Community self-help homes offer residence to people in need – they develop the resourcefulness and independence in living of the residents through various forms of trainings and activities. However, the duration of stay is up to 3 months, or up to 8 months in total per calendar year. Also, the Social Assistance Act stipulates that persons with mental disorders can be allocated to a supervised apartment.


Supervised apartment is a form of social care in which residents are trained – under the supervision of qualified specialists – to live independently, or as a substitute for a stay at residential care facilities.

It is worth knowing that...

Supervised apartment provides conditions for independent living in a real-world setting, offering residents the chance to integrate themselves with the local community.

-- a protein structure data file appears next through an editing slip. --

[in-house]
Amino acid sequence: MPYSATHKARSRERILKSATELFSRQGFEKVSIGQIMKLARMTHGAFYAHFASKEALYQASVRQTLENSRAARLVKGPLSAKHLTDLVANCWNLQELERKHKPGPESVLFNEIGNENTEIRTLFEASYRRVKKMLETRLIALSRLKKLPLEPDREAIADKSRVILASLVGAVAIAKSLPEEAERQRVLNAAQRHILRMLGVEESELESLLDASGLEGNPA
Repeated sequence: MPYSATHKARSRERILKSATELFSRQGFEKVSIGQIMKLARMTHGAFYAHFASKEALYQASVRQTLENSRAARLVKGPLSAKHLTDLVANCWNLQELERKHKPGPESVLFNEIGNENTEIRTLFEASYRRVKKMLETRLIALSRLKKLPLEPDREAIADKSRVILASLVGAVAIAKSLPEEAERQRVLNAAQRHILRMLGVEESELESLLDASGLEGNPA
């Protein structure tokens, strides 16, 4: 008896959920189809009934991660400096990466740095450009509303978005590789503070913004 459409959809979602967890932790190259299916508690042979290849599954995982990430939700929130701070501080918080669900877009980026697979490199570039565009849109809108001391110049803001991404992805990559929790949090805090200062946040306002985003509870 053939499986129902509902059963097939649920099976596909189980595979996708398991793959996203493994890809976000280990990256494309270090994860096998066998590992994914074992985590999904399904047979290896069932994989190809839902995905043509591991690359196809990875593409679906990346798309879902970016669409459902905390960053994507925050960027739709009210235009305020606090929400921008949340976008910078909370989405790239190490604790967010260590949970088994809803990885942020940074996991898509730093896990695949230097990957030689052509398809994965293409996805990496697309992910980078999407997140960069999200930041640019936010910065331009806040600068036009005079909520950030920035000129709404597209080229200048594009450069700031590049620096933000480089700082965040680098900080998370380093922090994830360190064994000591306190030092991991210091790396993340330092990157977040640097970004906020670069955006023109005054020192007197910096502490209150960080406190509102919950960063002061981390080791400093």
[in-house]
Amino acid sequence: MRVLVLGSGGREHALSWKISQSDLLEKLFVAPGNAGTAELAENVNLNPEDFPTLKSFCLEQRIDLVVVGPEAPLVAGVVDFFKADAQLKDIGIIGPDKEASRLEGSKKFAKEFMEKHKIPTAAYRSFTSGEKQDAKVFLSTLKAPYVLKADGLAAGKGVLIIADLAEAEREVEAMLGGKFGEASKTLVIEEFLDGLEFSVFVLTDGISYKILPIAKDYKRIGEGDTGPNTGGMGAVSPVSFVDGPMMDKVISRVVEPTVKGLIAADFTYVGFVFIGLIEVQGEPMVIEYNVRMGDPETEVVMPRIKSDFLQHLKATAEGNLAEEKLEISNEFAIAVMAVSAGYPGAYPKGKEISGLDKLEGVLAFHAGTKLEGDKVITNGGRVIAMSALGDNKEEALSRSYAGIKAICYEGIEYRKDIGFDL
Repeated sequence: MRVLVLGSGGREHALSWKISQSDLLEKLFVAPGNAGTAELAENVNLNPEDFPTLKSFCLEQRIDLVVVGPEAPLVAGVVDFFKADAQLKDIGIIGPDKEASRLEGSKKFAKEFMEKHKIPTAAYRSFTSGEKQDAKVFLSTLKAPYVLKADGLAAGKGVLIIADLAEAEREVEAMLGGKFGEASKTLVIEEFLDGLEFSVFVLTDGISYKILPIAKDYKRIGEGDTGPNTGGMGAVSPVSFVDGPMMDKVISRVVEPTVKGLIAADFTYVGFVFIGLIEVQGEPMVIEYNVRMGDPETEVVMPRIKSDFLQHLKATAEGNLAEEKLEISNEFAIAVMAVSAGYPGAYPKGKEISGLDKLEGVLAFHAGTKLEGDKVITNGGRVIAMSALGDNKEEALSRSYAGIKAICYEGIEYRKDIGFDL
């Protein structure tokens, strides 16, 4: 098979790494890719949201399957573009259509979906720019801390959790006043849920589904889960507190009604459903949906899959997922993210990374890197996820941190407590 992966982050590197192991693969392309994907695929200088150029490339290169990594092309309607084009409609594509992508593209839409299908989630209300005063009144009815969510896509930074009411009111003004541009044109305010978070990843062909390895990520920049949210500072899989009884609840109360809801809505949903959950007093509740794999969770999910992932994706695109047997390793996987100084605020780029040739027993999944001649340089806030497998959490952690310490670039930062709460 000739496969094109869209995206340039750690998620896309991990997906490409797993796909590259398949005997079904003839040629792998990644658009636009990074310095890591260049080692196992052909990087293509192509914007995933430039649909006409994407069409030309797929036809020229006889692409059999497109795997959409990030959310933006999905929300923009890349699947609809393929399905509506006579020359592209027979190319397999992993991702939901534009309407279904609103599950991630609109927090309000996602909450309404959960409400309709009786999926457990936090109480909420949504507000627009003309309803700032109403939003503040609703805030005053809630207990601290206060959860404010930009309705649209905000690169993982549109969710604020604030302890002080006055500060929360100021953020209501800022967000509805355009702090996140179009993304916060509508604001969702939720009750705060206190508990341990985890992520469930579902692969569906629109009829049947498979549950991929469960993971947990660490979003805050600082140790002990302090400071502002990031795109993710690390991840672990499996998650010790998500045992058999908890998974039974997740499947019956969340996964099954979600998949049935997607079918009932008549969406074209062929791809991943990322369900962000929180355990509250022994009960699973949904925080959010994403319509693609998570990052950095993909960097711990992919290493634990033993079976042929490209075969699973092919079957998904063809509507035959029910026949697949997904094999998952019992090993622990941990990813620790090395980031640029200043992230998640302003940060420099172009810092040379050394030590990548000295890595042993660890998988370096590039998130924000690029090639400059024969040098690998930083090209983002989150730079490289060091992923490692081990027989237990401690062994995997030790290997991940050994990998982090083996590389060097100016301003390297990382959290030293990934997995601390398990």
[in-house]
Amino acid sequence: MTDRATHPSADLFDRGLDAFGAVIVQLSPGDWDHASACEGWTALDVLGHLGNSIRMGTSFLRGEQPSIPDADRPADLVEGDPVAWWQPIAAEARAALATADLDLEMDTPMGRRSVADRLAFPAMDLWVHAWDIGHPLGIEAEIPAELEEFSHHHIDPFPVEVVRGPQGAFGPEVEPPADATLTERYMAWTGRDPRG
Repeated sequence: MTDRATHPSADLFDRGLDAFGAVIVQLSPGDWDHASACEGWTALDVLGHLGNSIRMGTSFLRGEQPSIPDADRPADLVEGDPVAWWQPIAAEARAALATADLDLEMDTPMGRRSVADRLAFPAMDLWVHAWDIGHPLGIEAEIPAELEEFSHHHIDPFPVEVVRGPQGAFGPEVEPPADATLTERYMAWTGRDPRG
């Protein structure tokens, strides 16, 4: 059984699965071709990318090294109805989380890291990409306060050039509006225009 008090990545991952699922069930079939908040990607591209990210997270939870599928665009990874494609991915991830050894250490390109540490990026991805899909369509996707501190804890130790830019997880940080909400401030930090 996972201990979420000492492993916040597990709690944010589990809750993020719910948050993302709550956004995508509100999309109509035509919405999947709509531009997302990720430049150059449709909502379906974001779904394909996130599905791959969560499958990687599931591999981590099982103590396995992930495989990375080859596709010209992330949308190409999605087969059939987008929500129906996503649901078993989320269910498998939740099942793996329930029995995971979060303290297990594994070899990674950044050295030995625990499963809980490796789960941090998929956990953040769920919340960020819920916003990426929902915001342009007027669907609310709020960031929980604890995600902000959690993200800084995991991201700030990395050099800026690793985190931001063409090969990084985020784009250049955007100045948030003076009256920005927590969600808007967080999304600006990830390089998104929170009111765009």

A supervised apartment can be operated by any social welfare centre or a not-for-profit organisation. A person can be offered a place at a supervised apartment based on prior arrangements made between a social worker representing the competent social welfare establishment in charge of the apartment, and the person in need (or their legal representative or legal guardian).

Did you know that...

Residing in a supervised apartment is governed by a civil law agreement concluded with the resident or their legal representative/guardian.

The agreement specifies, among others, the purpose and duration of stay, the scope and type of services, and the payment conditions. The type and scope of support services can be modified, taking into account the situation of the person residing in a supervised apartment, and is subject to reassessment at least every 3 months.